Now go on a little further. He came under our sin: -not only under the precept, but under the penalty of the law; that whatever wrath there was due to your past, your present, your future sin, all that wrath the Savior endured. Hence it is written in Psalm lxxxv., — “Thou hast forgiven the iniquity of thy people, thou hast covered all their sin.” So that he bare all our sins in his own body on the tree; and the word of God is clear, that he hath put away sin by the sacrifice of himself. It is hard work to feel nothing but depravity in your own heart and mind, and yet believe you shall go to heaven, and that God will bless you; to feel from time to time the truth of the solemn testimony that “the heart is deceitful above all things and desperately wicked,” and none but God can know it, and yet that God will bless you. Why, says Satan, for you to think God will bless you, or take you to heaven—you get to heaven! Monstrous! So it would be monstrous, the thought, if I had to get there by my good nature, by my good works, good tempers, and good deeds; but if I am to get there by the blood of Emmanuel, if I am to get there by the eternal redemption wrought by his blood, if I am to get there to the credit, to the infinite and eternal honor of that God that provided such a Savior, if I am to get there by the righteousness of Jesus Christ, by the freeness of that grace that is by the mediation of Jesus Christ, let my sinfulness be what it may, it would be a monstrous thought to suppose we could not got there; because that would be to suppose, that Emmanuel’s blood cannot cleanse from sin. My hearers, bring the blood of Emmanuel and the sinner into contact. What is the sinner? Only a creature. What is Emmanuel? Man. What is Emmanuel? God as well as man. And shall not that deity be stronger than your sin; shall not that deity be stronger than your steeped black and retched nature? Why, the Lord hath said by the mediatorial authority and infinite ability of Emmanuel, “Come, let us reason together;” look at my Son, see what he is, see what he has done, and, I will tell you that your sins, though red like scarlet, shall be white as snow; though they are like crimson they shall be as wool. “If ye be willing, to be saved in this way. “and obedient” with the obedience of faith, “ye shall eat the good of the land:” and the good of the land is the bread of everlasting life, and all the dainties of royal luxuries which are by Christ Jesus; that feast of fat things shall make us happy for ever. So, then, it is a monstrous thing, says Satan, for you to suppose you will go to heaven, such a poor creature as you are. But it is a more monstrous thought to suppose I shall come short if I am a believer in Jesus Christ. There is nothing Satan so trembles at as he does at a poor sinner getting hold of the atonement of Christ. The disciples could not help rejoicing in this: - “Lord, even the devils are subject unto us through thy name.” “I saw Satan fall as lightning from the heavens.” “They overcame him by the blood of the Lamb.” Oh, see the blessed God here; see his love, see his counsels, see his good will, see his reigning grace, see his sure mercies. But for this infinite efficacy of the work of Christ, the Lord (I say it with reverence) could not have said with propriety, “Incline your ear, hearken diligently, and come unto me and your soul shall live, and I will make an everlasting covenant with you, even the sure mercies of David.” But if that atonement has not with infinite certainty removed sin, past, present, and to come, how can the mercies be sure? What, then, shall we say of this firstborn in dignity and place—that he should take our place? What an awful place! what a cursed place! what a dark place! what a miry pit place! what a stormy place! what an inclement place! Why, what a hell of a place! He took our hell, for these waters could not quench his love, nor could floods drown it. How feeble is language! I often think of the words of the apostle, and my soul sometimes longs to be where our thoughts and language shall be more in accordance with the theme. I have sometimes thought, how feeble his words, — “Thanks be to God for his unspeakable gift.” Well, language is but language, and how feeble those words are when we look at this unutterable, this wonderful gift. But what sinner will prize such a Savior as this? None but the man that sees and feels what and where he is as a sinner, and there is nothing he can hope in but the Lord Jesus Christ, the firstborn in dignity and place; the first that was born holy, lived holy, died holy. And look down into the sepulcher, what do you see there? You see there that Holy One that cannot see corruption; no symptom, no sign of decomposition there; no, his nature must cohere. It is sin that has dissolved our nature, it is sin that has dissolved the elements of our nature into their original dust. Take away sin, nature coheres forever. And so, the Savior’s nature cohered, never could be decomposed. So, at the resurrection, when we shall be raised up without sin, our nature will cohere, and retain its youth, its vigor, its beauty, its fragrance, its incorruptibility; and its glory to all eternity, for we are to be tike him, and shall see him as he is. The firstborn then; -never was one born before to occupy such a place. And let us stop for one moment, and breathe out a word of gratitude to God that no other is needed. He has done the work, the righteousness is done, the atonement is done, that victory is won; we have nothing whatever to do but to receive it, to walk in it, and enjoy it as far as the Lord shall enable us. The words of our Lord are very simple—” the firstborn:” -very simple; but when we come to the mystery, it contains that, that has lifted us out of hell, and will lift us out of the grave, lift us out of all our trouble, raise us up; the poor out of the dust, the beggar from the dunghill, and will set us upon the throne of glory, there to reign for ever and ever.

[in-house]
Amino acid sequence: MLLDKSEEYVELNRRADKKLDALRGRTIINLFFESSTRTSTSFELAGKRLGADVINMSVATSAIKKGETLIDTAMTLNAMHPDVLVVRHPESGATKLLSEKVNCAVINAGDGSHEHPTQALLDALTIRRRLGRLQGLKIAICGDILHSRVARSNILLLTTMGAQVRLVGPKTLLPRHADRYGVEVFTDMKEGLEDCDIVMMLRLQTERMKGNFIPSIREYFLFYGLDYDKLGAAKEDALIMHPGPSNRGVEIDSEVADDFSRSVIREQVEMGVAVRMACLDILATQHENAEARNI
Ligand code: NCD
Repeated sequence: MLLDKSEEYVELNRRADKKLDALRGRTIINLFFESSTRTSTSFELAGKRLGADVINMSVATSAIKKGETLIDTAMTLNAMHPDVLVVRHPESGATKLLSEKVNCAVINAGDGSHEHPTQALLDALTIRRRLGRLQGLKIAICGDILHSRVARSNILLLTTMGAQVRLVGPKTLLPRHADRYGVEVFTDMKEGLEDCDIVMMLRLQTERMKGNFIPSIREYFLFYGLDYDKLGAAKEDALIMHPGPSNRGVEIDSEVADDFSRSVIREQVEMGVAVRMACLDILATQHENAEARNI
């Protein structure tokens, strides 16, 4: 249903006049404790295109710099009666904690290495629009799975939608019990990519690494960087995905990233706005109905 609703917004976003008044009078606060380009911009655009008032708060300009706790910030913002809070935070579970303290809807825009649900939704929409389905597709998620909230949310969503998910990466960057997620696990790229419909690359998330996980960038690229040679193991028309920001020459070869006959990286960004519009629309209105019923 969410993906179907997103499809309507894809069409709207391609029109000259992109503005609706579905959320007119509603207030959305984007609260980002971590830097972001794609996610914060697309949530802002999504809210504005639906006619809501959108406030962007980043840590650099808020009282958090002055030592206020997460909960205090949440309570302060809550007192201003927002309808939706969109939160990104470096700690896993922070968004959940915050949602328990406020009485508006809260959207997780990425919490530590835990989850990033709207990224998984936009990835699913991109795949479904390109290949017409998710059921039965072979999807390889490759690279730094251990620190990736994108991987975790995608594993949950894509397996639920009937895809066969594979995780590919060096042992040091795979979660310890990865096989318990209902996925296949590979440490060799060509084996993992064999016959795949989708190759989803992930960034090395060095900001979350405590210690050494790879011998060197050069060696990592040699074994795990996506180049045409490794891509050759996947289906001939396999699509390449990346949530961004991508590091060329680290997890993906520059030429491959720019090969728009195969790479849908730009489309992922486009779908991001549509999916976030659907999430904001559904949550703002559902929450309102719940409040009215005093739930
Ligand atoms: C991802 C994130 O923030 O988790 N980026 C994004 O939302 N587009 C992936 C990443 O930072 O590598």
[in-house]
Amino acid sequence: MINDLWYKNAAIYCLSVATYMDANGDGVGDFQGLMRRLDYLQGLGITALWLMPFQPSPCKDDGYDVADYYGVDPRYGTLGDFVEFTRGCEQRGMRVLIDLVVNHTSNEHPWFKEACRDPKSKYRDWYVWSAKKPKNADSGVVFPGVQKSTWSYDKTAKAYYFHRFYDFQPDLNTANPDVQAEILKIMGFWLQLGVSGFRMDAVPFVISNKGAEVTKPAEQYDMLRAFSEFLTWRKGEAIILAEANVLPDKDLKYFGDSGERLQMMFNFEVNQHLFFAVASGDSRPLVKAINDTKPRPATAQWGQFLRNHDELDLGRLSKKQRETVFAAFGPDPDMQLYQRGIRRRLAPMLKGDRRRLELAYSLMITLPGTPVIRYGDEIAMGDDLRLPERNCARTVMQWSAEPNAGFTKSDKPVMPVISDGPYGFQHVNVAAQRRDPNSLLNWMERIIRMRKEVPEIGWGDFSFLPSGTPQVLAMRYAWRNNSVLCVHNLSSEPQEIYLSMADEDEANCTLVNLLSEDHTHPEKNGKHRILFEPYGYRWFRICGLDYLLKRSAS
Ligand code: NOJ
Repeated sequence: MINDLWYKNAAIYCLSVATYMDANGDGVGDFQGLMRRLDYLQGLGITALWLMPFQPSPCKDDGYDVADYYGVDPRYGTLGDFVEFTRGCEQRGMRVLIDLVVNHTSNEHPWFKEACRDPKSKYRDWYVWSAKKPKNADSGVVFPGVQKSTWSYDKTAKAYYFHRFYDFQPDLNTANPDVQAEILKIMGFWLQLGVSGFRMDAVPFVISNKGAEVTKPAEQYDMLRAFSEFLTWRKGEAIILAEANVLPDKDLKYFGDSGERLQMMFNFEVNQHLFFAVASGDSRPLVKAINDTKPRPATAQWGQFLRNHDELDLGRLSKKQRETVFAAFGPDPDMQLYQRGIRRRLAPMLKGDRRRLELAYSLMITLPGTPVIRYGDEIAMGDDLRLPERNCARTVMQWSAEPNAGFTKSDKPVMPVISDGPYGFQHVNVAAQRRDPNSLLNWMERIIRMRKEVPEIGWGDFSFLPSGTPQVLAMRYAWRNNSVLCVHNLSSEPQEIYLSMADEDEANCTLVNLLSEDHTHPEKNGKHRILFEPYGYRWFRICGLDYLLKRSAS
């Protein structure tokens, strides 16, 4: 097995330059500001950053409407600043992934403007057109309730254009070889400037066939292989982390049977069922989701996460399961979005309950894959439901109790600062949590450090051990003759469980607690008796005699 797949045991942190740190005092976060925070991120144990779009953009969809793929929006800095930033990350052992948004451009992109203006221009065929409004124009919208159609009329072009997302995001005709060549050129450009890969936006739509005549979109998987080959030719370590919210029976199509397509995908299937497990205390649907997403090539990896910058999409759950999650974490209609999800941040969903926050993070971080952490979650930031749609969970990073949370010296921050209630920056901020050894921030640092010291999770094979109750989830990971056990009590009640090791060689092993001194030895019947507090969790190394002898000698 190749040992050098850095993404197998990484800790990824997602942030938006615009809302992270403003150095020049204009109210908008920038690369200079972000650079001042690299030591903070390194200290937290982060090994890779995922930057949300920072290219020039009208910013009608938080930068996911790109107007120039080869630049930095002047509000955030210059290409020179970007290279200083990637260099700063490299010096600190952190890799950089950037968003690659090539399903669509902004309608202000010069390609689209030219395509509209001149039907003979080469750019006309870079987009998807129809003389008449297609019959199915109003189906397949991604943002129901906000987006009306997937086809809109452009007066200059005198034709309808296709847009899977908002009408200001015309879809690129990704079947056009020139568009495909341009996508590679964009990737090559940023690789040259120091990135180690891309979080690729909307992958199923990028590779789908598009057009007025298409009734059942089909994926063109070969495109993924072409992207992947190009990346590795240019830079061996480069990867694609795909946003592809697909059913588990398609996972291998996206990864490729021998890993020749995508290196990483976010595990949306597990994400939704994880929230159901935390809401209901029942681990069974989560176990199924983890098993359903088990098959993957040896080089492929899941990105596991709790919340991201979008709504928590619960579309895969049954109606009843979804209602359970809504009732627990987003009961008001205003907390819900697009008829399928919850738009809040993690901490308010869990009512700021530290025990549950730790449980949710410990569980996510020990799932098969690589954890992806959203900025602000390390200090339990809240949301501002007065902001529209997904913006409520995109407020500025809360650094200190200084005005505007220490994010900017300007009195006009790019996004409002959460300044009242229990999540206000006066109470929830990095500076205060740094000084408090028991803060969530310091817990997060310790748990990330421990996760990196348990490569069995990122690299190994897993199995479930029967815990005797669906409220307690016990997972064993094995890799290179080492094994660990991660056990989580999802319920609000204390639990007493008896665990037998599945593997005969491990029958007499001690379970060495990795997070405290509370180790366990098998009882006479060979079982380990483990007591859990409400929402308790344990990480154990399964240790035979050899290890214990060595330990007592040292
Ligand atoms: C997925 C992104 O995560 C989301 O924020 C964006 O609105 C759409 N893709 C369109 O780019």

Secondly, he is not only the firstborn in dignity and place in his humiliation, but also in his resurrection. He is said to be the firstborn from the dead. Now some were raised up in the dear Savior’s lifetime, and some had been raised up in the Old Testament age, and all his people will be raised up at the last; but did ever anyone rise with such dignity as he rose? He rose by virtue first of his own perfect purity, he rose by virtue of his own perfect life, he rose by virtue also of his perfect atonement; —brought again from the dead by the blood of the everlasting covenant. Did anyone ever raised from the dead so rise, and can anyone ever no rise? No. If you and I rose not until we rose by virtue of our holiness, our righteous, our, our goodness, I am sure we would never rise, except to be cursed, except to go down into eternal perdition. But that same purity, that same righteousness, that same ransom, that brought him from the dead shall bring the people from the dead; but he not only was first in dignity, but also in place; -he arose as the resurrection of others. Was there ever such a thing before? No, and such a thing in not needed again; - “he dieth no more, death hath no more dominion over him;” and because I live ye shall live also." “Your life" for he became our life “is hid with Christ in God; and when Christ, who in our life shall appear, then shall we," by his life “appear in glory with him.” Let us now look at the Scriptures upon this matter; let us hear the representation of the Holy Scriptures, and it will not be unprofitable to attend to some of the predicted circumstances connected with that resurrection. Isaiah xxvi, — "Thy dead men shall live;” how shall they live? I do like that scripture very much; — “together with my dead body shall they arise," Our resurrection is spiritually, now, quickened into spiritual life now; we are brought from death unto life now; even this is by virtue of the resurrection of Christ. The power by which he works in them that believe is the power by which he raised Christ, from the dead. “Thy dead men shall live; with my dead body shall they arise;” —there it is; the first in place; he rose as our resurrection. “I am” said the dear Savior, “the resurrection;” I am so glad he did not stop there. If the Savior had stopped there, men would have said, Ah, you see Jesus Christ is the resurrection, but if he raises you up, you must mind and keep yourself alive. But he says, “I am the resurrection and the life.” I am as much engaged to keep you alive after I have raised you up as I was to raise you up. “No man keepeth alive his own soul. ”He holdeth our soul in life and suffereth not our foot to be moved," And those that he raised up, he gives them to see what their dwelling by nature is. “Awake and sing, ye that dwell in dust.” Dust? Yes. What is my righteousness? Dust. What have I been pursuing all my days? Dust: —it may be gold dust, or silver dust, or some other dust; it is but dust; It will all come to dust. “Ye that dwell in dust;" that is where you hare dwelt. And if you have dwelt in false doctrines, these false doctrines are the serpent's meat; —he shall eat dust, lies, false doctrines, all the ceremonies and inventions of men—they are the dust which the serpent and his servants eat, Let the dust represent mortality, let it represent vanity, or sin, or death, let it represent everything that is carnal. “Awake and sing ye that dwell in dust.” How am I to sing? By the resurrection of Christ. But how am I to sing by that resurrection? When the Lord makes his truth refreshing to the soul. “For thy dew is as the dew of herbs," Can you recollect, perhaps some of you cannot, perhaps some of you can—when you first heard the gospel with refreshing, when the word came to you, softening and gentle as the dew, and you wondered to feel the hardness of your heart depart; the Holy Spirit poured the sympathies of everlasting love into your soul; the tear of joy and gratitude flowed, and you were ready to say, Lord, is this indeed true? Am I thus forgiven, am I thus saved, am I thus blessed? Why me, Lord; why me? And the only answer is, “Even so, father, for so it seemed good in thy sight," This is one, we have two or three more yet, of the circumstances that follow the resurrection of the Lord Jesus Christ, The first born in dignity and in place; —it is a place, a position, that brings us to life, and brings us under showers of blessings, “Thy dew is as the dew of herbs," ls that all, Lord? Yes. What, no thunderbolts? No, No fire? No, No wrath? No, No tempestuous cloud? No. You all know the laws of dew—that it is by the radiation of heat. When there are any clouds you do not get any dew; but when the skies are clear, and there are no clouds, then the heat radiates, and you get dew. So, our sins are the clouds, and Jesus Christ is the morning without clouds; he has passed all the clouds away, and so the love of God radiates, and reaches out hearts, deposits the sympathies of the gospel in our souls; and the soul becomes a loving soul directly; it loves the truth, loves Jesus, loves God. Some of you have walked half a century, pretty well, in this precious love, in this precious, sympathy; and while the Lord has smitten down and taken from you many that were dear to you in the ties of nature, yet he has not taken himself from you, he has not taken his truth from you, he has not taken his promise from you, and he has not suffered your sympathies towards his name and his truth to wither. See then what Jesus does in this resurrection place. No one occupied such a place before; and when the Savior becomes unfit for this place, we will then look for another to take it; but he never has proved himself unfit yet; he has always proved himself adequate and fit for every position he took; and therefore, I am sure it will not be with the consent of any of his brethren that he should be otherwise than he is—namely, Lord of all; we glory therein. And this resurrection of Christ, when thus known, brings about a separation from the world. “The earth shall cast out the dead.” These persons become dead to the world; and their religion is such that neither newspaper editors nor any other carnal men can understand it; and when they meddle with it they make such bungles they do not know, what to do. They try to make us look foolish, but it so happens instead of making us look foolish they make themselves look foolish. Therefore, they had better take Gamaliel’s advice when he said, Take heed what you intend to do touching these men, for they are very difficult sort of people to deal with. So “the earth shall cast out the dead.” They say, Have you heard such and such a minister? Oh yes, —that high-doctrine Antinomian; I hate him. Thank you. I hope I am one of those so hated; for I do not read that the Pharisees ever cast a blind man out; but when the man’s eyes were opened, and he could not see anything worth having in comparison with Jesus Christ, then they cast him out; and the Savior soon found him, and enthroned him, and made himself manifest to him. So, the earth will cast out the dead, and the dead are very glad to get out. But we must go a little further yet; —what will become of them when they are cast out? The Lord directs them what to.do, and you see it fulfilled in the case of the disciples. “Come, my people, enter thou into thy chambers.” So, the disciples did; and, what were their chambers? Why, God’s everlasting love, and God’s, promises, and the Savior’s name, and the various truths of the gospel; and there they were hid. “Shut, thy doors about thee; hide thyself as it were for a little moment, until the indignation,” the calamities, “be overpast.” But, say you, they did toot hide themselves. Yes, they did; for while Peter and John and the rest were visible to the mortal eyes of those around them, they had a hidden standing. Gamaliel hit by accident, as we say, not by wit, but hit upon the truth; but if he could have seen further than he did, he would have spoken more strongly. He said, “Lest haply ye be found to fight against God.” That is just what they were doing. Why did they do it? Because they did not see God there; there was the hiding of his power. The apostles had a standing which their enemies could not see. Well, here are Paul and Silas, they are not hidden. Yes, they are; they are in their chambers, where the king is; and they have a hidden standing. We will put them into the inner prison. We do not care where you put them; they have a hidden standing, and in putting them into prison you are putting Jesus Christ into prison; in putting them into prison you are putting God Almighty into prison. Do you think you can keep Jesus Christ in prison? Oh, we don’t believe in Jesus Christ. Very well. Do you think you can keep God Almighty in prison? No, we could not do that. Very well, then, you will not be able to keep these men, you may depend upon it. By and by the foundations shake, the bands fall off from all the prisoners, and the doors are opened; —that is God Almighty coming out. God coming out, say you? Yes; —he does not bring Paul and Silas out yet, they are coming out presently. The jailer thought they were all run away. Why, says Paul, we are all here; —what, frightened you? No, no; we have a hidden standing; we have God Almighty, God eternal, with us. Your little bits of cobweb chains, and locks and doors and foundations, we are not frightened of any of these. “We are all here; do thyself no harm.” You have not hurt us, and never will be able to hurt us, for our Master has said, “Nothing shall by any means hurt you.” Well then, if that is it, I have been fighting against God, and therefore I am a poor sinner; what must I do to be saved? Do the same as we have done— “believe on the Lord Jesus Christ, and thou shalt be saved;” and so he was, and his house; bless the Lord for the children again; —yes, the children, were given too. I have gloried very much in seeing the dear children of our long standing friends brought to know the Lord. “And he was baptized, him and his, straightway;” so Satan was defeated. Thus then, “enter into thy chambers,” “pray unto thy Father which is in secret.” Whatever power you have to encounter, whether it be a Pharaoh, a raging sea, a Goliath, a Nebuchadnezzar, a burning furnace, a lions’ den, let it be what it may, God being with you and for you, what then can be effectually against you? Thus, then the Savior is the firstborn from the dead in dignity and place; he occupies such a place as to take care of his people; the firstborn from the dead, that in all things he might have, what he does have, and ever will have, in all things the pre-eminence.